Beyond individual development, the Red Sea Labs’ program plays a pivotal role in shaping the TV writing landscape in the region. By nurturing emerging talents, the program contributes to the evolution of the industry by infusing fresh perspectives and innovative ideas. This injection of new blood aims to inspire the creation of groundbreaking series that resonate with global audiences.
Ashore said: “It’s our mandate, our promise that we are going to build the industry in the right way.
“When I created the labs, I looked at Sundance Labs. Sundance in the US is one of the leaders. They have so many filmmakers that came out of it. Tarantino and Wes Anderson went to the Sundance Labs. So, these people had to go through that to evolve.
“And that’s how we build the industry slowly. And I really want to start with the younger generation.”
Speaking about the differences in developing content for TV compared to feature films, he said: “Feature films are different when you’re directing: You’re the master. In TV, the writer is the master. And that’s why a lot of TV series are affected completely by writer strikes.”
Among the participants is Yaser bin Abdulrahman, a 23-year old emerging Saudi director and scriptwriter who is currently developing a crime series.
He told Arab News: “I feel like there’s a lot of responsibility being involved in the SeriesLab. I need to focus on writing and I need every piece of information I can apply to my stories.”
Abdulrahman studied filmmaking in LA in 2018 and co-directed a Saudi thriller called “Junoon,” which was released in 2021 and is now streaming on Netflix.
Another participant is Aziz Madhi, 24, a scriptwriter who has produced two shorts, and is currently developing a drama series.
He said: “Pitching and presenting your project to everyone, communicating with a huge network from the industry, and finding out how you can communicate your story, reflecting on yourself and displaying your idea the best way possible, is really mesmerizing. That’s a big plus in that lab, in addition to writing.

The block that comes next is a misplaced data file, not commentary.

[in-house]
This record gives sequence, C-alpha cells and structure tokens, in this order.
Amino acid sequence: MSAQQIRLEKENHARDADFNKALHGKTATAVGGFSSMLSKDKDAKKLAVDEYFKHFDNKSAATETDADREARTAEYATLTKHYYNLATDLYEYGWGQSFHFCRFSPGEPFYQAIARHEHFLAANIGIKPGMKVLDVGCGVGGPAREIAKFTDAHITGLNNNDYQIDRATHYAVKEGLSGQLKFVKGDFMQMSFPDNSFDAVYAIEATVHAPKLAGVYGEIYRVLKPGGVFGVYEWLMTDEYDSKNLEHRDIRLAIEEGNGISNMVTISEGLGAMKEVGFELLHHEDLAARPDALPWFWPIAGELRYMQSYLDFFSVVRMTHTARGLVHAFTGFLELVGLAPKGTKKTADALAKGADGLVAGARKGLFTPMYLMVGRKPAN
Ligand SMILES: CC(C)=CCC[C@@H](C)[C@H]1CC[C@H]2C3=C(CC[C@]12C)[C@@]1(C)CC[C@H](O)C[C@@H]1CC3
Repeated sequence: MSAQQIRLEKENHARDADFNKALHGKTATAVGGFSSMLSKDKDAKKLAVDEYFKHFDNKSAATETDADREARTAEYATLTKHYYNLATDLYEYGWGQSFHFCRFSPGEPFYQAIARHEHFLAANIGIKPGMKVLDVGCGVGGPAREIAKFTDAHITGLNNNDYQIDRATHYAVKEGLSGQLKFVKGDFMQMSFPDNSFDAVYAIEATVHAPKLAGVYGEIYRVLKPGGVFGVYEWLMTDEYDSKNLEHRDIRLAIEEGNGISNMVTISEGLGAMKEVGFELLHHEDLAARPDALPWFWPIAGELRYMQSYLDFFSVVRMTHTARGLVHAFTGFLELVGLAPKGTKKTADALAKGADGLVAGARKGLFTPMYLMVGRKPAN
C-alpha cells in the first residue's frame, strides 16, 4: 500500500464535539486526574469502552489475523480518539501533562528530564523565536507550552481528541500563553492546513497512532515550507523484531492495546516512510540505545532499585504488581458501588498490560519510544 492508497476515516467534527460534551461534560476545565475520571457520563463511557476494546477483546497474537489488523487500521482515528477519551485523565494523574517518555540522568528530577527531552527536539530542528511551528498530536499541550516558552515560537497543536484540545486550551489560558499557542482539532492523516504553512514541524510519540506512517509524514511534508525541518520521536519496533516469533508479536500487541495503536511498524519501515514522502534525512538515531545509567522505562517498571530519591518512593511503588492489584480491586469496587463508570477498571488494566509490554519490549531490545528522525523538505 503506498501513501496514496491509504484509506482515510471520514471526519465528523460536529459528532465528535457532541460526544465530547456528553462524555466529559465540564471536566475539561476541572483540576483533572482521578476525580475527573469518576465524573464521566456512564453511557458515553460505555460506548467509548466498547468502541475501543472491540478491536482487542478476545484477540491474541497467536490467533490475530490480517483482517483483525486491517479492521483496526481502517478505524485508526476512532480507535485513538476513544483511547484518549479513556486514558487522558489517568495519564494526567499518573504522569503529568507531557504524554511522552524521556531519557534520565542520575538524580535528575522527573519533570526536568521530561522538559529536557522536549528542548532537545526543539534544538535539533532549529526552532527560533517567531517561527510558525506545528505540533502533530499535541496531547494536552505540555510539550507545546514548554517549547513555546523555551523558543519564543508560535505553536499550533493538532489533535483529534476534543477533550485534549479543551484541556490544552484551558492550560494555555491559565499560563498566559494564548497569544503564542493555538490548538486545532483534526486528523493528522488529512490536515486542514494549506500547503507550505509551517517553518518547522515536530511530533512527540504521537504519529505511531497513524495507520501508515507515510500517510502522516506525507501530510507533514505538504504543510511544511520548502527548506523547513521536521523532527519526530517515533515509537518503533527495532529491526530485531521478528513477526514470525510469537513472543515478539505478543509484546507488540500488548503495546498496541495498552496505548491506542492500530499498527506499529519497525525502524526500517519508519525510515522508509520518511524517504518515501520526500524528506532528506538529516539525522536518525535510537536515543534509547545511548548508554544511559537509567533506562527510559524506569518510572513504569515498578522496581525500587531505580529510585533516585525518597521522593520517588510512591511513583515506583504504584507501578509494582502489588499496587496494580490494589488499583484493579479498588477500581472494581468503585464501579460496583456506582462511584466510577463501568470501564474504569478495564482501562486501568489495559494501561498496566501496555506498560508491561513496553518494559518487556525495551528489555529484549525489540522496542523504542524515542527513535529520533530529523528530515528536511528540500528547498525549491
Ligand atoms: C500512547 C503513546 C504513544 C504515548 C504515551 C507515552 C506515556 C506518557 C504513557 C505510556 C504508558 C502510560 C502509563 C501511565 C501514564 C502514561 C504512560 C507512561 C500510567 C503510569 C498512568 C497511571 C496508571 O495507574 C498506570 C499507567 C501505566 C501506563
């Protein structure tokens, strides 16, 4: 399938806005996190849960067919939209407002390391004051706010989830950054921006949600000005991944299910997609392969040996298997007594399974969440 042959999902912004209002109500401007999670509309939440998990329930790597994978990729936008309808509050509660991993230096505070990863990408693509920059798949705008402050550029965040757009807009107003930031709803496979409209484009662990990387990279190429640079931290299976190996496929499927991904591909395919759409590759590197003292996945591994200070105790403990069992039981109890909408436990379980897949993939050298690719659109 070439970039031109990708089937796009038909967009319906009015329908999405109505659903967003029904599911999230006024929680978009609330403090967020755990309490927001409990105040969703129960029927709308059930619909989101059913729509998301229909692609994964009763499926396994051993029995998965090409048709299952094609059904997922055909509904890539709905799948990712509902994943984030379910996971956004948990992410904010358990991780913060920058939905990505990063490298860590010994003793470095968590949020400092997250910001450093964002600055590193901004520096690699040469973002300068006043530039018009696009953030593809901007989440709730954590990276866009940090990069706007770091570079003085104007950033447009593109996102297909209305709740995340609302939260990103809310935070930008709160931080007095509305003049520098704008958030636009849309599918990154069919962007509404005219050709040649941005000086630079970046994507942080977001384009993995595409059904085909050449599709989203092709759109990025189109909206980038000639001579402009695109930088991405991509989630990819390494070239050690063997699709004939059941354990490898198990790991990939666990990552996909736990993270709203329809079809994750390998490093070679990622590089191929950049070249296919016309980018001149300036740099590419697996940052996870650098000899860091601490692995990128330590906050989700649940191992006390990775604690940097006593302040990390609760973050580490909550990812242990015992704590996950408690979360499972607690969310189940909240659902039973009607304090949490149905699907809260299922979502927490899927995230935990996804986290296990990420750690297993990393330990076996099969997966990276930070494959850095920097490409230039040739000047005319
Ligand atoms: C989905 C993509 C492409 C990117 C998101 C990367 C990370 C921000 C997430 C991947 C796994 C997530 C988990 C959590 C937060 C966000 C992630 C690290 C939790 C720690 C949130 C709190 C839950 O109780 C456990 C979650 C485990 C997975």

“We are in a new industry now, the cinema and TV industry. We have to learn from the professionals, from the people who have been doing it for the past 100 years. And I think this opportunity is really special.
“We are learning from the pros … we can share this information with the people around us. We can build a great industry in our country.”
Writers will receive assignments and personalized guidance to apply the acquired knowledge following each workshop. The program concludes with a comprehensive review of all topics covered, ensuring the writers have attained a high level of proficiency.
Individuals selected by Red Sea Labs are required to fully engage in the training throughout the program’s duration. This entails active participation in all sessions, adhering to the program’s expectations as set by mentors and course moderators, and maintaining their availability to advance their projects between workshops while meeting designated deadlines.
Writers should have developed a series pilot and be ready to pitch to TV networks and streamers by the end of the program.
SeriesLab writers will also have a connection with industry experts, and the winning project will be announced at the Red Sea International Film Festival in Jeddah, which takes place from Nov. 30 to Dec. 9.